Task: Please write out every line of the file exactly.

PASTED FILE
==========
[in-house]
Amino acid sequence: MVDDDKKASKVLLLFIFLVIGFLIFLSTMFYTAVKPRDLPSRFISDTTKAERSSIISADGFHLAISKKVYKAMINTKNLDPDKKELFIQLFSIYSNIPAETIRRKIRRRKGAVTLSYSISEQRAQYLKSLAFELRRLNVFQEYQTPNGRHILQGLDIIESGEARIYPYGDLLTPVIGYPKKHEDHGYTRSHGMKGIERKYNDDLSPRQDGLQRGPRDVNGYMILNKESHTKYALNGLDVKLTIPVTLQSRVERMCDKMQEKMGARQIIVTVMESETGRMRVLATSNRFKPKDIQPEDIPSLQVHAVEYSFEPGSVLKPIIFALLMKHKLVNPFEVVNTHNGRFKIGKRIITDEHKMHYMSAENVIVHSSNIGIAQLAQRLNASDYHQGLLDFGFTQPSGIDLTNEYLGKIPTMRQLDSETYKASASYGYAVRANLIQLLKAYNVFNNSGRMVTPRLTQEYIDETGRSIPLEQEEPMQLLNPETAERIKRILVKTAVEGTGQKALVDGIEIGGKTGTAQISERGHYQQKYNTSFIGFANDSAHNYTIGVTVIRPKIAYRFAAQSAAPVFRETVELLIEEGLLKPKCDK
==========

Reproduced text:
[in-house]
Amino acid sequence: MVDDDKKASKVLLLFIFLVIGFLIFLSTMFYTAVKPRDLPSRFISDTTKAERSSIISADGFHLAISKKVYKAMINTKNLDPDKKELFIQLFSIYSNIPAETIRRKIRRRKGAVTLSYSISEQRAQYLKSLAFELRRLNVFQEYQTPNGRHILQGLDIIESGEARIYPYGDLLTPVIGYPKKHEDHGYTRSHGMKGIERKYNDDLSPRQDGLQRGPRDVNGYMILNKESHTKYALNGLDVKLTIPVTLQSRVERMCDKMQEKMGARQIIVTVMESETGRMRVLATSNRFKPKDIQPEDIPSLQVHAVEYSFEPGSVLKPIIFALLMKHKLVNPFEVVNTHNGRFKIGKRIITDEHKMHYMSAENVIVHSSNIGIAQLAQRLNASDYHQGLLDFGFTQPSGIDLTNEYLGKIPTMRQLDSETYKASASYGYAVRANLIQLLKAYNVFNNSGRMVTPRLTQEYIDETGRSIPLEQEEPMQLLNPETAERIKRILVKTAVEGTGQKALVDGIEIGGKTGTAQISERGHYQQKYNTSFIGFANDSAHNYTIGVTVIRPKIAYRFAAQSAAPVFRETVELLIEEGLLKPKCDK